Improvements in Shallow (Two-Meter) Temperature Measurements and Data Interpretation

From Open Energy Information

OpenEI Reference LibraryAdd to library

Conference Paper: Improvements in Shallow (Two-Meter) Temperature Measurements and Data Interpretation

The Great Basin Center for Geothermal Energy has been working on improvements in shallow (two-meter) temperature surveys in two areas: overcoming limitations posed by difficult ground conditions with the use of a portable rock drill, and improvements in temperature measurements and interpretations Previous 2-meter temperature surveys conducted by the Great Basin Center for Geothermal Energy have been limited to areas that were not excessively rocky. This limitation has been overcome by the use of a self-contained gas powered pavement breaker/rock drill capable of penetrating extremely rocky ground including bedrock. With the use of the rock drill completion of approximately 10 temperature probe holes in an 8 hour field day is possible. Large variations in surface albedo (reflectivity of a surface to sunlight) can cause differences in the temperatures measured at a depth of 2 meters of up to several degrees centigrade. A fieldbased method of correcting two-meter temperatures for the effects of albedo was utilized at Columbus Marsh, Nevada. ASTER satellite imagery was used to independently estimate albedo so that solar heating effects could be filtered from the temperature data, with a resultant noticeable improvement in the definition of geothermal anomalies. To better understand factors effecting shallow (two-meter) temperature measurements and improve the ability to predict thermal anomalies, long term monitoring of a number of sites at Desert Queen, Nevada were conducted in background and high heat flow areas to study seasonal effects on temperature at two meters. Sites were also selected to study influences on shallow temperature measurements related to geological and solar radiation factors specifically, slope orientation, ground composition and albedo. In addition to measuring a single temperature at a depth of two meters, multiple sensors were used to measure temperatures at 1, 1.5 and 2 meter depths for calculation of shallow temperature gradients. Results of the long term studies indicate that differences between thermal anomalies and background areas are smaller during the coldest part of the seasonal cycle which at a two meter depth is approximately two months after the coldest average air temperature (February- March). Nevertheless, the difference between thermal anomalies and background areas is roughly proportional throughout the year. The effects of albedo appear to be seasonally dependent and have less influence in the colder parts of the season. The slope orientation, north verses south facing slope, displays expected trends of southern exposures being warmer than northern. Measurements of shallow gradients were found to be useful in distinguishing thermal anomalies from background areas and should help remove solar radiation effects. The shallow temperature gradient in background areas is lower than in thermally anomalous areas. The gradient of background areas is also more likely to be negative (decreasing with depth) during the spring and summer as the sun heats the upper part of the soil profile. The temperature gradient profile is useful for discriminating anomalous zones from background areas when the study areas are more topographically complex and corrections for solar radiation factors such as albedo and slope orientation become important.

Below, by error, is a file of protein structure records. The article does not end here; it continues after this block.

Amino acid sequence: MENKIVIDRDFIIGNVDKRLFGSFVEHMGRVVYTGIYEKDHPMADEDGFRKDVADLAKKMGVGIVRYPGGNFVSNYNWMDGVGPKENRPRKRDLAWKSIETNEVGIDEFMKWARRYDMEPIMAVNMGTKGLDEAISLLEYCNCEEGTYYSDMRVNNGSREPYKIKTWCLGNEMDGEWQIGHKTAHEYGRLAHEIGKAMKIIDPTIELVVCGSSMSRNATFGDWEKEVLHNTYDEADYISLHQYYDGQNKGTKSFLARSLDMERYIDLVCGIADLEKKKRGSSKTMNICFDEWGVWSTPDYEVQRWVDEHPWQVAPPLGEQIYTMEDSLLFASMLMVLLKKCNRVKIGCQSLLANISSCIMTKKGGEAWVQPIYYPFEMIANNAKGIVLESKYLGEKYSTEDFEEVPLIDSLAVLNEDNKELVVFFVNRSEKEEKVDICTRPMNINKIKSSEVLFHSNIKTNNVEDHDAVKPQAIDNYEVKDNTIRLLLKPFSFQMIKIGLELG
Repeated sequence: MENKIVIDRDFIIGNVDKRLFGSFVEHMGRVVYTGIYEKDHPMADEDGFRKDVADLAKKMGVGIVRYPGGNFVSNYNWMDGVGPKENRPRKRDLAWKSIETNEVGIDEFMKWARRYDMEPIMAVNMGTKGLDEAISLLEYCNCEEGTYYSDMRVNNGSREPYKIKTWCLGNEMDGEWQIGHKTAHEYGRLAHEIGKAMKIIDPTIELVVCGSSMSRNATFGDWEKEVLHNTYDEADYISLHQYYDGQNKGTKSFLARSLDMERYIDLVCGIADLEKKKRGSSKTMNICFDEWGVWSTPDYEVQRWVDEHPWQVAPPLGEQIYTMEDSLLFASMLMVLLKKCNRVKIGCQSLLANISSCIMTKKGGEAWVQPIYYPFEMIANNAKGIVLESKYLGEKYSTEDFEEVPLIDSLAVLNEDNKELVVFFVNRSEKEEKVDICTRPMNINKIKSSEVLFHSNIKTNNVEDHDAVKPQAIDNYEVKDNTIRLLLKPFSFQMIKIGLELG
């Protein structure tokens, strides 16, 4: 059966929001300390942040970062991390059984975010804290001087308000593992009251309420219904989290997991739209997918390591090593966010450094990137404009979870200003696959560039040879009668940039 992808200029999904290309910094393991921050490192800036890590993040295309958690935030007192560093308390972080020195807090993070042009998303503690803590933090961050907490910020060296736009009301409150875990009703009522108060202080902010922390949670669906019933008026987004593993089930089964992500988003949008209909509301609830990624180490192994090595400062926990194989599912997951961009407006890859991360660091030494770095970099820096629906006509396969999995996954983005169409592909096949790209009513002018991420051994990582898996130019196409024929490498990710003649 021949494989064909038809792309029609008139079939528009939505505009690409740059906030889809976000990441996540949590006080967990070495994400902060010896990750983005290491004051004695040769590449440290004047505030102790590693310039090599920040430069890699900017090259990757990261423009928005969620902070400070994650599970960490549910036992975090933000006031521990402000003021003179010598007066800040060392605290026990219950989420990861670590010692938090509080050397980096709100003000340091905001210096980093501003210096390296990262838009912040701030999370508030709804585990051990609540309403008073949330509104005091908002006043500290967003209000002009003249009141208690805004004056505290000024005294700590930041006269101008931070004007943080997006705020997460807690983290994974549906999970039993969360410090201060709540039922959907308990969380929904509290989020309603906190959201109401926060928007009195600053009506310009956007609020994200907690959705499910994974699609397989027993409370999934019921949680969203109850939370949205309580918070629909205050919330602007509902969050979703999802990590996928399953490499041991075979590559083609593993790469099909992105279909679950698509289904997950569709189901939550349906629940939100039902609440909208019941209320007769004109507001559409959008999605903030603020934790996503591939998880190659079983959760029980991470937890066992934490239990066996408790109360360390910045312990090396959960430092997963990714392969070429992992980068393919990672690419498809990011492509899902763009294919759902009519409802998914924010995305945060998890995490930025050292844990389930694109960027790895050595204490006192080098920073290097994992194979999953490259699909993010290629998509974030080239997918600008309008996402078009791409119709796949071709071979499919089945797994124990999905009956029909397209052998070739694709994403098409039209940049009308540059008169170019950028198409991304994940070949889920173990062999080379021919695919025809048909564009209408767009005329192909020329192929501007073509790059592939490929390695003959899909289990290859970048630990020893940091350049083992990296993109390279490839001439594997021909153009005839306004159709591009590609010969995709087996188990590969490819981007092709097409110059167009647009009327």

Chris Sladek, Mark F. Coolbaugh and Christopher Kratt

GRC Annual Meeting; Reno, NV; 2009/10/04

Geothermal Resources Council, 2009

Not Provided
Check for DOI availability:

Internet link for Improvements in Shallow (Two-Meter) Temperature Measurements and Data Interpretation

Chris Sladek,Mark F. Coolbaugh,Christopher Kratt. 2009. Improvements in Shallow (Two-Meter) Temperature Measurements and Data Interpretation. In: Transactions. GRC Annual Meeting; 2009/10/04; Reno, NV. Davis, CA: Geothermal Resources Council; p. 535–541